Saturday, June 23, 2012

Davey Johnson 2012 Heritage

I have about a hundred or so contemporary cards, meaning cards from 2000 to now. That's not counting my one extravagant purchase of a box of last year's Allen & Ginter. I have them in a small card box and on Monday night while I was trying to get my mind off R.A. Dickey and Brett Myer killing me (for different reasons) I thought about blogging something to pass the time. So I pulled out that box and counted to the 44th card (that was my favorite uni number) and it was this Davey Johnson card.

He always brings to mind a couple of things. First, his love of stats and computers. He was ahead of his time in that regard I think. I'm trying to find a reference Jim Bouton(?) made to Johnson's ability to know exactly what he needed to hit to finish a season at .280 or so. Supposedly Davey didn't want to raise expectations for the next season.

Second, I remember praying for a hit as he batted against Jerry Koosman in the ninth inning of the fifth game of the 1969 World Series. I was watching with a friend and his mom in their living room. When Cleon Jones caught Johnson's fly ball I felt sick. Literally. I just got up and walked home so they wouldn't see me cry.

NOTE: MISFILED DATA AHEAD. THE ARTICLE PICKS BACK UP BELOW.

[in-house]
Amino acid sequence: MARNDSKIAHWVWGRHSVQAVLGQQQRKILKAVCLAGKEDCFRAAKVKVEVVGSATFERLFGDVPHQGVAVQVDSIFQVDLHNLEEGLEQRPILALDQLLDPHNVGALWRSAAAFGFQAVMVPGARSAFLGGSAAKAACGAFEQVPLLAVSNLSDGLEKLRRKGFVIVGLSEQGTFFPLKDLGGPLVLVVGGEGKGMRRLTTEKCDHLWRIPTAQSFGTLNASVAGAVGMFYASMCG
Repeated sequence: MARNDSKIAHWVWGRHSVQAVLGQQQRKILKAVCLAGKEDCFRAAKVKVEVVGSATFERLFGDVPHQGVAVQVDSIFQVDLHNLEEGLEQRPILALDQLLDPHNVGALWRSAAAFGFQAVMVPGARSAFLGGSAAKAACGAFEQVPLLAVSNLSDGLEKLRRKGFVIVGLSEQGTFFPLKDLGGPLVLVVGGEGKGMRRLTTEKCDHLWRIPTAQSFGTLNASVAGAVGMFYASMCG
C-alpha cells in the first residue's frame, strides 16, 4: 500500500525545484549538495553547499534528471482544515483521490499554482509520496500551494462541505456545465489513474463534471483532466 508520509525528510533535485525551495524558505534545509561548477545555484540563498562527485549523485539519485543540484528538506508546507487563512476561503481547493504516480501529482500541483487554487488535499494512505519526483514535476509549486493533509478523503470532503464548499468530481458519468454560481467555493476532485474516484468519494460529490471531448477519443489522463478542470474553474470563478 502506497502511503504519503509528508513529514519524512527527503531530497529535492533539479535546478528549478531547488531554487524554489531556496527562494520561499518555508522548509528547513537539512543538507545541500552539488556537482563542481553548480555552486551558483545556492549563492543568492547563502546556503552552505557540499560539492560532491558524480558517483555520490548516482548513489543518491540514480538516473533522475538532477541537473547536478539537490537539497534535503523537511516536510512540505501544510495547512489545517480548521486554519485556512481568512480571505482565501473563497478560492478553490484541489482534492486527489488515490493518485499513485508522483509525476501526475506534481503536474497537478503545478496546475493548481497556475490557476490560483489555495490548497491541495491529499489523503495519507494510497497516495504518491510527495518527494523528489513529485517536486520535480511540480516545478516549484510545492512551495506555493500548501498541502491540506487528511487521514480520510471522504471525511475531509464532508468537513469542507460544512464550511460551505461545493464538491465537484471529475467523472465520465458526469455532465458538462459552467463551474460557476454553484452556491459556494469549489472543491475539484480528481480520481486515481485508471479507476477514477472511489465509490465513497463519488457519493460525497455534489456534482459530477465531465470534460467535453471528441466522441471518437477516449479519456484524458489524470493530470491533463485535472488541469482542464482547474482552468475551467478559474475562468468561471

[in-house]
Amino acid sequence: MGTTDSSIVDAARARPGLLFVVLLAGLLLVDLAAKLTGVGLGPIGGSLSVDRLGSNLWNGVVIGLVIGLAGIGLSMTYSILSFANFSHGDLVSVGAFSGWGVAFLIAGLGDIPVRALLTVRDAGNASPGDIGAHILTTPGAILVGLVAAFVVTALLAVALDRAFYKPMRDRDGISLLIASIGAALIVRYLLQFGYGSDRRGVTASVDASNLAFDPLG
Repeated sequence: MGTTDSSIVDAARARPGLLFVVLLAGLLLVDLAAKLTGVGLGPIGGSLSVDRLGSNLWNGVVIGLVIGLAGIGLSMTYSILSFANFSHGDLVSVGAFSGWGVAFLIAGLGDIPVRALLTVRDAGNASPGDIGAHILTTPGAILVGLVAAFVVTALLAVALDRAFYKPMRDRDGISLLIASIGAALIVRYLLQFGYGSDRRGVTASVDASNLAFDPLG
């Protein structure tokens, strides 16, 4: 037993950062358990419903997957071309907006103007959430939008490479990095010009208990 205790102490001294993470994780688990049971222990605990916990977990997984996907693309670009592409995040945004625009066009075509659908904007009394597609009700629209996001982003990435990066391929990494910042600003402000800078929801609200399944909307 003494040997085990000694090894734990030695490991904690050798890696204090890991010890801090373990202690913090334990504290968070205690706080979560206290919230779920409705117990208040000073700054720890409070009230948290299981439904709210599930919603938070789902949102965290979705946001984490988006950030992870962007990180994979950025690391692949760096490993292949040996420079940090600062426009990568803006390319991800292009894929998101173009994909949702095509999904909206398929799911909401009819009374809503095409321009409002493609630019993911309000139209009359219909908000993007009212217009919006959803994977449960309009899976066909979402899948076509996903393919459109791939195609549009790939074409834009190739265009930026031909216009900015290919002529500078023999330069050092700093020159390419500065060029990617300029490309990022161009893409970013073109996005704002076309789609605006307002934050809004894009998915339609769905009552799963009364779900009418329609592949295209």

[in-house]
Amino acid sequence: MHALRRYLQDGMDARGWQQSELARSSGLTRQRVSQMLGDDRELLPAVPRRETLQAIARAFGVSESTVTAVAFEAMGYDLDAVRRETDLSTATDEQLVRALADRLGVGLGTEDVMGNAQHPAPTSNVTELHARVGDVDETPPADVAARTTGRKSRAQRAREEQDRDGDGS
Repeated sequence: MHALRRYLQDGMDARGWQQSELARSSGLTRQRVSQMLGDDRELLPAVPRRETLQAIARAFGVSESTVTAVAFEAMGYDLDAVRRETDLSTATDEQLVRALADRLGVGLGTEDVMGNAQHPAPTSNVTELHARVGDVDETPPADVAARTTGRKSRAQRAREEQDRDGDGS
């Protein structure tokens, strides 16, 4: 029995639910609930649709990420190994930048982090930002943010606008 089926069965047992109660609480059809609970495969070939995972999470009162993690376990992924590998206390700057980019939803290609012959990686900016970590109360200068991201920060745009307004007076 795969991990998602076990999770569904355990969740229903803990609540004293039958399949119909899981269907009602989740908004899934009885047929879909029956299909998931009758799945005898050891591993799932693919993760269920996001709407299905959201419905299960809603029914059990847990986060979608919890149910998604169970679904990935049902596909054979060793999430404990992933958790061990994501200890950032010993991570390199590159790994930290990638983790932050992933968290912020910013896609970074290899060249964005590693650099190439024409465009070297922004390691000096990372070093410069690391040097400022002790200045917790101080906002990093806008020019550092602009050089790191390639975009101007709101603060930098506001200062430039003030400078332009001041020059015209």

I know it's senseless but I've never really gotten past the Orioles firing Johnson after the '97 season. I had tuned out baseball during the strike a few years previous and was just letting the O's success suck me back in as a fan when Peter Angelos decided that Baltimore wasn't a big enough town for both of them. Yes, I know that Johnson had an ego problem and I know about the Alomar 'thing' but hell, he's just won Manager of the Year and two division titles. He'd only finished lower than second once in his managerial career and that was after he took over an already floundering Reds team in 1993. And the turned that team into a division winner the next two years!

Don't get me wrong, I've become a Buck Showalter convert. I'm glad my initial reaction to his hiring was very wrong. But the better part of the last two decades might not have been so futile had Davey Johnson remained in the O's dugout. Contrary views are welcome.

Johnson looks every bit of his 69 years on this card. I guess managing will do that.

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